Australian cricket has once again been thrown into chaos with the overnight resignation of new Test skipper Pat Cummins, only hours after his appointment.
With less than two weeks to the first Ashes Test, redfaced Cricket Australia administrators accepted Cummin’s letter of resignation after sordid details emerged from the 28-year-old speedster’s past.
Melbourne’s The Sun-Herald posted on its website early last night exclusive allegations that Cummins as a twenty-year-old had not voted Liberal at the September 2013 federal election that swept Labor from power and installed Tony Abbott in The Lodge.
Cricket Australia acting chairman Richard Freudenstein said this morning: “We had gone over Pat’s entire life with a fine tooth comb – well, our teams of investigators had – and found nothing that would have rung alarm bells, although as a child he did miss Sunday School a few times.
“But we are all responsible for our actions and by the age of 20 with his Test career already under way, Pat should have been aware of his responsibilities to both the spirit and conservative traditions of Australian Test cricket.
“His disgraceful conduct at that 2013 polling booth was not the folly of some misguided youthful nonsense. And being in the Test side, it’s not as if any of his peers would have nurtured or tolerated such wickedness.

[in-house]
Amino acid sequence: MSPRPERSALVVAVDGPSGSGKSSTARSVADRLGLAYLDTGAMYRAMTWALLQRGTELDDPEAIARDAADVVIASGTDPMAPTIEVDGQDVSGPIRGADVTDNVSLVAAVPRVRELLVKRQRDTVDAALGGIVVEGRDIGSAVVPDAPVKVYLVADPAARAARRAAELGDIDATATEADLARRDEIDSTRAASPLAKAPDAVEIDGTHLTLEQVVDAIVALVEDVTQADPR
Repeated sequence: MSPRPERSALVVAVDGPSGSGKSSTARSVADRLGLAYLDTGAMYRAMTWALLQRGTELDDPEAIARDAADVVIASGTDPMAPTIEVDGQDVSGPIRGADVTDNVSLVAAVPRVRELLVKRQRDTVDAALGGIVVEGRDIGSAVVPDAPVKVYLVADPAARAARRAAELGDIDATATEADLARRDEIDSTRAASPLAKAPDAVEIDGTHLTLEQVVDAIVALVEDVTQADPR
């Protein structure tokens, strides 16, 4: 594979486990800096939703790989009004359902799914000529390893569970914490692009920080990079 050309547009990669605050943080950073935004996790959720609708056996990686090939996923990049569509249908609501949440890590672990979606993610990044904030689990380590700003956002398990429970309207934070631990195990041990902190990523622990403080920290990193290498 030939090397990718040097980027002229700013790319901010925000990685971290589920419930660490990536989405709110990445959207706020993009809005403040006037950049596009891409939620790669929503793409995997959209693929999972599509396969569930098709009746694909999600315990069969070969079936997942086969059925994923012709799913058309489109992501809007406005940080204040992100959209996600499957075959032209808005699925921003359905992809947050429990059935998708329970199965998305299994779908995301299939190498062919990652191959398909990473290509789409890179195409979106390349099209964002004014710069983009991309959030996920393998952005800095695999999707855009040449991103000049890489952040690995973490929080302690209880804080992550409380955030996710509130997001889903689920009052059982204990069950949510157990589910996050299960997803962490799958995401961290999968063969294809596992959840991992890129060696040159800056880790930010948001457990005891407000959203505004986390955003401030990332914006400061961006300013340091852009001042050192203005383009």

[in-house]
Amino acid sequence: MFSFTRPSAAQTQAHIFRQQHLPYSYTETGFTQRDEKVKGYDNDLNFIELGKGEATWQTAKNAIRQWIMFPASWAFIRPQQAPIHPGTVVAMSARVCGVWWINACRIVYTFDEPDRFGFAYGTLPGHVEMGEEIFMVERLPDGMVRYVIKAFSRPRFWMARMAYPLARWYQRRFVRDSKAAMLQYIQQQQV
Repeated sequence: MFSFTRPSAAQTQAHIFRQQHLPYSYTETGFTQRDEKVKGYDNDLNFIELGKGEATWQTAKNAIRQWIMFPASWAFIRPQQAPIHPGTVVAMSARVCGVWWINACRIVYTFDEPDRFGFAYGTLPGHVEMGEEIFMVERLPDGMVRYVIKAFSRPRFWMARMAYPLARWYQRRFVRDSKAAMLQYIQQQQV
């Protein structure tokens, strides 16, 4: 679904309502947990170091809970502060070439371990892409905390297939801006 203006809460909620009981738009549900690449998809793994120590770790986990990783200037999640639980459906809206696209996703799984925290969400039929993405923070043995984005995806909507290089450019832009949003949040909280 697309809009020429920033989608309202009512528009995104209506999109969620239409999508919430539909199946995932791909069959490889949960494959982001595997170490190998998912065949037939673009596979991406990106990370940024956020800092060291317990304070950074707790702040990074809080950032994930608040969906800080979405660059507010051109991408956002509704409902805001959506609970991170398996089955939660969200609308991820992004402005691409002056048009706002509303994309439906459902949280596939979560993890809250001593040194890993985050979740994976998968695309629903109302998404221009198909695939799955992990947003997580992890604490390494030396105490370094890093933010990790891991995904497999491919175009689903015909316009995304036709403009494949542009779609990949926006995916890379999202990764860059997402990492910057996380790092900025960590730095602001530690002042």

“The Don [Sir Donald Bradman] would be rolling in his grave over Pat’s unpatriotic and treasonable act. I mean, really, what on earth was he thinking?
“As soon as I was informed of Pat’s terrible indiscretion, I organised a zoom call with my fellow Cricket Australia board members and I can tell you we have all learned the bitter lesson from the Tim Paine cover-up.
“We decided unanimously that Pat would call a media conference, fess up to his shocking mistake and accept CA’s decision that his captaincy was now very much on notice, he would now be closely monitored as he strove to retrieve his reputation and that would be helped if he joined the Liberal Party and grabbed a five-for in both England innings at the Gabba.
“But unfortunately, as Foxtel’s former chief executive, I felt obliged to tell Rupert Murdoch who then said simply from New York: ‘No, He’s got to go’ or words to that effect.”